Have a Happy New Year, and I hope to see you soon!
Your adoring (appreciative, only, but NOT disappointed, P.O.’d, or vengeful) nephew,
And that’s all there is to it.
But I Still Have Some Questions About Thank-You Notes.
Do I have to write a thank-you note if the person was present when I opened the gift?
No. Unless you failed to say, “Thank you” at the time of the opening. Or if your face betrayed the depth of your loathing for the person and/or their gift. If so, write to explain that because others who were present demonstrated such extreme jealousy over the gift, you were afraid for your life and did not properly convey the actual depth of your gratitude.
What if I don’t receive thank-you notes for the gifts I gave other people?
Until now you have had little recourse against those detestable, gift-grubbing ingrates. But you can thank ME for helping you out with this problem! Just send the offenders the link to this blog post. (You’re welcome.)
My grammer and speling aren’t so good. What if I make a mistakes?
If you are younger than twelve years old, you will be fully forgiven by the recipient of your thank-you, who will be so charmed by the note that criticism will only cross his/her mind if he/she is a real jerk him- or herself.
If you are a grown-up, get a dictionary. Ask a more abled writer to proof it for you. Type it into the computer to access grammar- and spell-check, then re-write it by hand.
Can’t I just write my note on the computer? Or send it by email?
A handwritten note is better than a typed note (unless you have a physical disability which precludes writing by hand), which is better than an email. But an email is better than no letter at all. Here’s a handy key to decoding thank-you notes written in various media:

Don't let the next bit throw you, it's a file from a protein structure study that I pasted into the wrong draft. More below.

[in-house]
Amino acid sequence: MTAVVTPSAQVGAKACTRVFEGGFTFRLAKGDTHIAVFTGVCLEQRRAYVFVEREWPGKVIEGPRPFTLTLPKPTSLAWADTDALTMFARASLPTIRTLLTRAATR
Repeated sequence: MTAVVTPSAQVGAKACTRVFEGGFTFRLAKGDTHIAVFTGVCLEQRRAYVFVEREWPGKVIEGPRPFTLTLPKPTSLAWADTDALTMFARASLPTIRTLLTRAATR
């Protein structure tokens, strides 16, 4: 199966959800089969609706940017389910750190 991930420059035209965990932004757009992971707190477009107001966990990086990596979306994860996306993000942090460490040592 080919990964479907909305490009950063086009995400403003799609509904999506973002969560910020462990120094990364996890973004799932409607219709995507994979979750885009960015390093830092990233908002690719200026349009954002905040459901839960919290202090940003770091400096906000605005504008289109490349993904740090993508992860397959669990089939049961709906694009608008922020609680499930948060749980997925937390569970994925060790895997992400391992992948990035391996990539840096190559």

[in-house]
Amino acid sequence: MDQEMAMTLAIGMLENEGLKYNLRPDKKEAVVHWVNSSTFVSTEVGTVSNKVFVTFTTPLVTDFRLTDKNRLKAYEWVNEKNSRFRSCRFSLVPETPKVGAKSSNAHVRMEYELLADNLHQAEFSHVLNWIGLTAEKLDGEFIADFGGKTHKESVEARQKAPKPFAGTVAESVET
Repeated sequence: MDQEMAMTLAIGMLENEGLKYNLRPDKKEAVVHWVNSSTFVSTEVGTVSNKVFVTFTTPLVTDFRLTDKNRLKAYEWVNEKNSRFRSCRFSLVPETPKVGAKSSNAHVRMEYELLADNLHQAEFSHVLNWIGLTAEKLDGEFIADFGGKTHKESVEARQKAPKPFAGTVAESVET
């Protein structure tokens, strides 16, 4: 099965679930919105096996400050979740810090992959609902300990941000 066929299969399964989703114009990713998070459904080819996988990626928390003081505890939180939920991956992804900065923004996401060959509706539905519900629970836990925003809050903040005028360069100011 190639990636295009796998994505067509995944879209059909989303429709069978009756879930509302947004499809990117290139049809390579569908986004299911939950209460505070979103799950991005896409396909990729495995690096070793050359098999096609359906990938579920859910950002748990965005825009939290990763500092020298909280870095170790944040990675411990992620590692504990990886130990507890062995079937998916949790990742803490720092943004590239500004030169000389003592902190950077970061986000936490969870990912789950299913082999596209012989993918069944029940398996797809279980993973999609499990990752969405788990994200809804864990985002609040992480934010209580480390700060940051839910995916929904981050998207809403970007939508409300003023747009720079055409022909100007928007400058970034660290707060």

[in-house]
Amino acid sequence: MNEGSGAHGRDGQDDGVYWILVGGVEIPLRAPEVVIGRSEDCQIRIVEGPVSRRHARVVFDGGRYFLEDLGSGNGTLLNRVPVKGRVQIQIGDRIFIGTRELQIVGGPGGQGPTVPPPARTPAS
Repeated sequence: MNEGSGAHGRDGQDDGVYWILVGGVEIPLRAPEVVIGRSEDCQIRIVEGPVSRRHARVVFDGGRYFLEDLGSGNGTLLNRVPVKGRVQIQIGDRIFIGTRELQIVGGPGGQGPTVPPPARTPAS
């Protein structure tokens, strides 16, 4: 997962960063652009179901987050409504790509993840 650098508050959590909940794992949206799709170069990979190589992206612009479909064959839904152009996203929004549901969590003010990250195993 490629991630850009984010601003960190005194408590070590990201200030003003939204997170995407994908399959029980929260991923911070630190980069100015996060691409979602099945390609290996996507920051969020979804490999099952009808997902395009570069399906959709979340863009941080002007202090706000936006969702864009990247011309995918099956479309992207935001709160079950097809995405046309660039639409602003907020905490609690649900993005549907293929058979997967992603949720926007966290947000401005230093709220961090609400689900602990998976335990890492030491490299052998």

This sender is well-bred, well-mannered, and possessed of a bright future.
Barring a writing disability, this sender is more time-conscious and goal-oriented than etiquette- or people-focused. Values ends more than means. May be a lawyer or banker.
This sender is probably a Millennial or younger. Appreciative, but has not acquired higher-order social graces. And probably doesn’t care.
No Note At All
Badly reared, egoistic cretin. Blames others for all his/her problems. Likely jail-bound.
My children aren’t old enough to write yet. Aren’t they exempt from thank-you notes?
Are they exempt from eating? From going to the bathroom? From wearing un-filthy clothes? No, they are not! You are the surrogate who feeds them and changes their diapers and does their laundry until they can manage these tasks themselves.
For babies and toddlers, you are responsible for writing the thank-you note. A delightful adaptation is to take a picture of the child with the gift, and write on the back of that.
If the child is old enough to wield a crayon, have him draw a picture of the gift received. Then you, parent, write a thank-you note next to it.
Older kids do the whole shebang themselves. At my house, starting December 27, there’s no TV and no electronics till the thank-you notes are done. (They get done really fast.)
But What If I Still Don’t Want to Write Thank-You Notes?
That is entirely your prerogative. Just like you can decide to not pay your utility bills. You may elect to ignore a court summons. You might also choose to shoot yourself in the foot, or any other appendage that seems a good target.
This is America the-land-of-the-free, after all. No one here will ever force you to become a respectable and upright human being. Golly, there’s a whole cadre of folks who travel the world while boldly waving their Ugly American banner.
So do what you feel is right. Don’t let me lay a guilt trip on you.
Though my children do say I’m really good at that.
(“You are, Mom.”)
Hey! You kids get back to the table and finish writing!
They’re going to thank me someday.